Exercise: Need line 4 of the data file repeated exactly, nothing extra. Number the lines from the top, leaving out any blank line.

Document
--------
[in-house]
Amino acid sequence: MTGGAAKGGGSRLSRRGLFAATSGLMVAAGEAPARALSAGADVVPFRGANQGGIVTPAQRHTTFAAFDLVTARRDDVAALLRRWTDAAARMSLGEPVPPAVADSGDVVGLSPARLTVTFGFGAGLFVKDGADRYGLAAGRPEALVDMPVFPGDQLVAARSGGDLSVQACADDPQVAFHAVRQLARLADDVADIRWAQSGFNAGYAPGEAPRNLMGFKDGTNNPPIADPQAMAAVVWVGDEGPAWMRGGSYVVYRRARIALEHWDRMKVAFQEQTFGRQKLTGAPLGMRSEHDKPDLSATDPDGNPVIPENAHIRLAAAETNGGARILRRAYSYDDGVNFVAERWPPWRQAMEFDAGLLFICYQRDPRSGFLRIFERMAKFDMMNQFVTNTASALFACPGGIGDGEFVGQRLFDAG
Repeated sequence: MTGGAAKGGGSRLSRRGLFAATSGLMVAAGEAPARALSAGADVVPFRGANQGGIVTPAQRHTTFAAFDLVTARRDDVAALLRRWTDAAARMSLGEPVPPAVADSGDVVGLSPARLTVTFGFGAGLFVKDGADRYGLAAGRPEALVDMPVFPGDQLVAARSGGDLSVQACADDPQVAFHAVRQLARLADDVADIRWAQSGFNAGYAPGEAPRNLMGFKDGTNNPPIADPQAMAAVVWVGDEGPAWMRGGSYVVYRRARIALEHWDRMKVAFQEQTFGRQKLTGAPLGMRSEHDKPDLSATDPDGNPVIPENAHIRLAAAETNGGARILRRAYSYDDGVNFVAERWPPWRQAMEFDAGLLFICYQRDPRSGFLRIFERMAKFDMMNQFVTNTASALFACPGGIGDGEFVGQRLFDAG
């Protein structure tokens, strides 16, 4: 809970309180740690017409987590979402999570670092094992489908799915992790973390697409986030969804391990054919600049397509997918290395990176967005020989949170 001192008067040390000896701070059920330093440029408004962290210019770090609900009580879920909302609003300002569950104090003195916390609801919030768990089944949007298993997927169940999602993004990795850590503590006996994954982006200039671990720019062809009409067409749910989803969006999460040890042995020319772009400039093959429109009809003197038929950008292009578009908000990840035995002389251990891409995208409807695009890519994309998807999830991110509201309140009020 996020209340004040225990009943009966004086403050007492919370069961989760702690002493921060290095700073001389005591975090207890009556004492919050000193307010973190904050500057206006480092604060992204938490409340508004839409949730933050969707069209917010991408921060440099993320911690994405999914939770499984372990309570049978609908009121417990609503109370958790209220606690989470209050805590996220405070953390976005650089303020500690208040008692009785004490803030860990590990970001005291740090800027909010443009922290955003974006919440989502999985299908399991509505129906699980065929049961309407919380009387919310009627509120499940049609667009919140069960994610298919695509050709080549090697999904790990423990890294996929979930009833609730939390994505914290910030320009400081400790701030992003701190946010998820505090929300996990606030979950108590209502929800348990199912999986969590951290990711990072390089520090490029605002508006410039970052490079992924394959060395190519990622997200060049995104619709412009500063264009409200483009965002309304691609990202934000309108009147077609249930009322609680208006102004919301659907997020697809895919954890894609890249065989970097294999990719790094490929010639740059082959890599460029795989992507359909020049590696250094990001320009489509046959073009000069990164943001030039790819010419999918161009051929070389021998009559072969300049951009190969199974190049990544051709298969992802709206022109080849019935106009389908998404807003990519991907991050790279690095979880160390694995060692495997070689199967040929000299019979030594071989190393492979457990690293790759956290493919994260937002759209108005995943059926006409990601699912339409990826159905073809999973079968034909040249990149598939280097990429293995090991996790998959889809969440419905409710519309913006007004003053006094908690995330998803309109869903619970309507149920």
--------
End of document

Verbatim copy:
């Protein structure tokens, strides 16, 4: 809970309180740690017409987590979402999570670092094992489908799915992790973390697409986030969804391990054919600049397509997918290395990176967005020989949170 001192008067040390000896701070059920330093440029408004962290210019770090609900009580879920909302609003300002569950104090003195916390609801919030768990089944949007298993997927169940999602993004990795850590503590006996994954982006200039671990720019062809009409067409749910989803969006999460040890042995020319772009400039093959429109009809003197038929950008292009578009908000990840035995002389251990891409995208409807695009890519994309998807999830991110509201309140009020 996020209340004040225990009943009966004086403050007492919370069961989760702690002493921060290095700073001389005591975090207890009556004492919050000193307010973190904050500057206006480092604060992204938490409340508004839409949730933050969707069209917010991408921060440099993320911690994405999914939770499984372990309570049978609908009121417990609503109370958790209220606690989470209050805590996220405070953390976005650089303020500690208040008692009785004490803030860990590990970001005291740090800027909010443009922290955003974006919440989502999985299908399991509505129906699980065929049961309407919380009387919310009627509120499940049609667009919140069960994610298919695509050709080549090697999904790990423990890294996929979930009833609730939390994505914290910030320009400081400790701030992003701190946010998820505090929300996990606030979950108590209502929800348990199912999986969590951290990711990072390089520090490029605002508006410039970052490079992924394959060395190519990622997200060049995104619709412009500063264009409200483009965002309304691609990202934000309108009147077609249930009322609680208006102004919301659907997020697809895919954890894609890249065989970097294999990719790094490929010639740059082959890599460029795989992507359909020049590696250094990001320009489509046959073009000069990164943001030039790819010419999918161009051929070389021998009559072969300049951009190969199974190049990544051709298969992802709206022109080849019935106009389908998404807003990519991907991050790279690095979880160390694995060692495997070689199967040929000299019979030594071989190393492979457990690293790759956290493919994260937002759209108005995943059926006409990601699912339409990826159905073809999973079968034909040249990149598939280097990429293995090991996790998959889809969440419905409710519309913006007004003053006094908690995330998803309109869903619970309507149920």